Everyone’s saying different things to me
Different things to me

Do you believe
In what you see
There doesn’t seem to be anybody else who agrees with me

Do you believe
In what you see
Motionless wheel
Nothing is real
Wasting my time
In the waiting line
Do you believe in
What you see

Nine to five
Living lies
Stealing time
Everyone’s taking everything they can
Everything they can
Everyone’s taking everything they can
Everything they can

Do you believe
In what you feel
It doesn’t seem to be anybody else who agrees with me

Do you believe
In what you see
Motionless wheel
Nothing is real
Wasting my time
In the waiting line
Do you believe
In what you see

Ah and I’ll shout and I’ll scream
But I’d rather not have seen
And i’ll hide away for another day

Do you believe
In what you see
Motionless wheel
Nothing is real
Wasting my time
In the waiting line
Do you believe
In what you see

Everyone’s saying different things to me
Different things to me
Different things to me
Different things to me
Different things to me
Everyone’s taking everything they can
Everything they can

This song,  “In the Waiting Line,” by Zero-7, kind of captures how I feel right now. There’s a saying that what goes up must come down. Well, maybe this is the ‘down’ side of things. I am feeling depressed.


July 2, 2011

weighty matter

I’ve been going to the gym almost everyday for the last three weeks (Koko Fit Club, to be exact).   There’s a testimonials page on the Koko website, and I happened to read over the comments one lazy afternoon. And according to them, the results are nearly instant, of people talking about massive weight losses and size changes in a matter of several weeks. Inevitably, I’ve come to desire those same results, in the amount of time that some people claim to have had them. With a combo of both weights and cardio each time, I think I’ve been doing a pretty good job of keeping up with the workouts. But it is becoming a little disappointing  that I’ve yet to lose a pound and it’s still a struggle to button my pants. Why can’t I lose weight, I think to myself, as I pick up this month’s copy of “SELF” magazine with the headline “Burn 100 Calories in 10 Minutes.”

Then I thought a little more about why I might not have lost a single pound. Rather, I’ve gained a few more, to a point where I can’t fit into my pants. I thought more about what I’ve been eating, but the thing is, I’m probably doing a better job with food intake than in the last two months.  If so (on top of exercising regularly), why would I be gaining weight?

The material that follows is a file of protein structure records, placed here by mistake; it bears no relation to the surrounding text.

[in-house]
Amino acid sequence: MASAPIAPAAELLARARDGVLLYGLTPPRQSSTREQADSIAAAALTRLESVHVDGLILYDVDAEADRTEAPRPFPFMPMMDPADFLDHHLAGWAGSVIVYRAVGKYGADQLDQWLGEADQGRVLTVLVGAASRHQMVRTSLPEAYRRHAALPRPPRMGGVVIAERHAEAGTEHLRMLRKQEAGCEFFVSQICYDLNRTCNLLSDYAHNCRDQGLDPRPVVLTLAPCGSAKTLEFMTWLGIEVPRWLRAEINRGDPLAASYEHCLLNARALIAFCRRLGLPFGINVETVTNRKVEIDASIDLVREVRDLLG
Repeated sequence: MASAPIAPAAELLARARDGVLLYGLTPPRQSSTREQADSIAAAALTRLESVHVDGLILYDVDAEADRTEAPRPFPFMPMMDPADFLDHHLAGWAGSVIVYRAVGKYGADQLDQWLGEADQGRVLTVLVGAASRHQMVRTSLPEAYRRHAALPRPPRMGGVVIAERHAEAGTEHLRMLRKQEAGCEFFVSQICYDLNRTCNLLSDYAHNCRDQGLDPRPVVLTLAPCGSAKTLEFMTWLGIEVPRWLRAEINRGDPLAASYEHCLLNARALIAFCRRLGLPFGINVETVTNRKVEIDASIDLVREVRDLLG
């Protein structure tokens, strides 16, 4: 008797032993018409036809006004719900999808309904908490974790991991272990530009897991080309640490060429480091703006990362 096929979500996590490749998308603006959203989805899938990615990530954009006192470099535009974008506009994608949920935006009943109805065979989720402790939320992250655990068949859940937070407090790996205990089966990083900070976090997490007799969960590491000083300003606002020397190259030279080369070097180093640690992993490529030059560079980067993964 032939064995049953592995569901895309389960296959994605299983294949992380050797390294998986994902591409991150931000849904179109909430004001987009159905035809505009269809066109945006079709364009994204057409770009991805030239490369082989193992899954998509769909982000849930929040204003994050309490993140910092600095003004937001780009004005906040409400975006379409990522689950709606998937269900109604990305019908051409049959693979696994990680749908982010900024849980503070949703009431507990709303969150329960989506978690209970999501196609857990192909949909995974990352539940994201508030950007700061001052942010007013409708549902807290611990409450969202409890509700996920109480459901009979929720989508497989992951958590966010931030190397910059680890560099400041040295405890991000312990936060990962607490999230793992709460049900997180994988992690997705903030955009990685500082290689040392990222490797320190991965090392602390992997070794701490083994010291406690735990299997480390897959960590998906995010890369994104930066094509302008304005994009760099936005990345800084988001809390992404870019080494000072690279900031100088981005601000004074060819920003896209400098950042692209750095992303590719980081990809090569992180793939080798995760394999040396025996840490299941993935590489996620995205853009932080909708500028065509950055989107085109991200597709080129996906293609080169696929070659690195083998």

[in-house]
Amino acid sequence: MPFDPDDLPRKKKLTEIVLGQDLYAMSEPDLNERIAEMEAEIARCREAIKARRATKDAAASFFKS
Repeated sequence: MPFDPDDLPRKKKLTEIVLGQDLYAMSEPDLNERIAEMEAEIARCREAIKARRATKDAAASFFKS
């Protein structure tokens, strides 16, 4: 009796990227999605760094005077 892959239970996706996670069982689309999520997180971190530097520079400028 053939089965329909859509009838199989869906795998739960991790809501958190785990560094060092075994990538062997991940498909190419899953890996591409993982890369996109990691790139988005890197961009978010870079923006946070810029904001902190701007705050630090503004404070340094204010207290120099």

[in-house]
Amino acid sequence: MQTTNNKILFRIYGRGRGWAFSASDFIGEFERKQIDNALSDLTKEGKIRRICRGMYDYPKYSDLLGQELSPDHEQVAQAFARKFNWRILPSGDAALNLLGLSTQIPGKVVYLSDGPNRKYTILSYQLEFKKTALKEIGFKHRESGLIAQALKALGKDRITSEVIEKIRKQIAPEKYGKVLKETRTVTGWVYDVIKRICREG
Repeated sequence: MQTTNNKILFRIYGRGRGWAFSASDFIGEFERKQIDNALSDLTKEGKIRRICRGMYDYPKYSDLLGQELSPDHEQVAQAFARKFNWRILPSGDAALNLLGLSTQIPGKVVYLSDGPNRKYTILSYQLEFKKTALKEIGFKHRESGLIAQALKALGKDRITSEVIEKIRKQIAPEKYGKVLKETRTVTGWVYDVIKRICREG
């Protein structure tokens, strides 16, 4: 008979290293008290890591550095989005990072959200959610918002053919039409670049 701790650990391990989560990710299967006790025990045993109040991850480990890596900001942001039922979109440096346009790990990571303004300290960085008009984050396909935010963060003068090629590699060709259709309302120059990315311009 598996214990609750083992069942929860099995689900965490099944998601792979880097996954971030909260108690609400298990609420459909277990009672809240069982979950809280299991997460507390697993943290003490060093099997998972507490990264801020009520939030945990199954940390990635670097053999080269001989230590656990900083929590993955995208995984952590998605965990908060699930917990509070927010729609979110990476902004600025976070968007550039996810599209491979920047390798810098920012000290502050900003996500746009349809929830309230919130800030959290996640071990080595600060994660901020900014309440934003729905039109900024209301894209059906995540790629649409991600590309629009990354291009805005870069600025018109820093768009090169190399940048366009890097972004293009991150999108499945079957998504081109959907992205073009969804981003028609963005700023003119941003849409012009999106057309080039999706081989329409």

I’m afraid that there’s something wrong with me, physically speaking. Perhaps it might be because of the up in Abilify dosage, but I’ve been taking the drug itself for a while now and haven’t had this issue. I told my psychiatrist about the rapid weight gain (I’ve gained about 40 pounds over the last year, with twenty of them coming up within the last few months), and she gave me the forms to go get some blood tests, which I still need to schedule very, very soon. I am so scared. This is not a good time to hear that something other than my mental health could be what’s causing the weight gain. My next ECT is in a few days, and I just don’t feel like having to make other appointments to deal with this issue. But I know I have to, because soon the weight itself of having to look at myself at this weight is really going to put some pressure on me emotionally. And if there is something medically serious going on, I need to know as soon as possible.

I think I need to see a doctor that doesn’t deal with what’s going on in the head.

June 30, 2011

sticking to save mental health

I came across these nifty ‘Save Mental Health’ and ‘Save Mental Health Care’ sticker templates on the NAMI (National Alliance on Mentally Illness) site’s “Identity Guide.”  I just thought it was kind of cool that they had all this on their website. And it’s not just round sticker templates that are available. There are notebook covers and bumper sticker designs all available here.

June 28, 2011

surf’s up—-and down and up and down

It’s been over a week since the tides changed, the ones that could’ve certainly driven me to a full hypomania followed by crippling depression. The initial episodes lasted for days at a time, of feeling agitated, nervous and anxious, with my mind spinning around and around like it was put in a washing machine. With help from some pharmaceuticals, following strict schedules and support from my BF, those bouts of rumination became progressively shorter, and though it wasn’t easy to get there, I did not succumb to a full-blown episode.  Once again, the tides have begun to change its course, and it is now considerably smoother than what it had been for the past week or so. I’m beginning to take less and less alprazolam, stuff that would almost instantly attempt to smother the mind jitters, and I find myself making less futile attempts to be able to catch my breath.  I’m awake, and not curled up in a ball, clinging onto my mental surfboard just waiting out the vicious tides to stop.

Right now, I am starting to feel relieved. Last night, I thought I had a moment of clarity—which of course, went away quickly as it came, but at least I had one. What I have to remember, though, is that this isn’t time for me to feel relief. Rather, this moment requires self-vigilance above all else. One thing we know is that tides change. And I have to keep riding the waves as they start to recede. If I get off my surfboard now, I could easily be swallowed up by the water. I have to tell myself that I will be able to go back to the shore for a break once I finish riding out this current ride.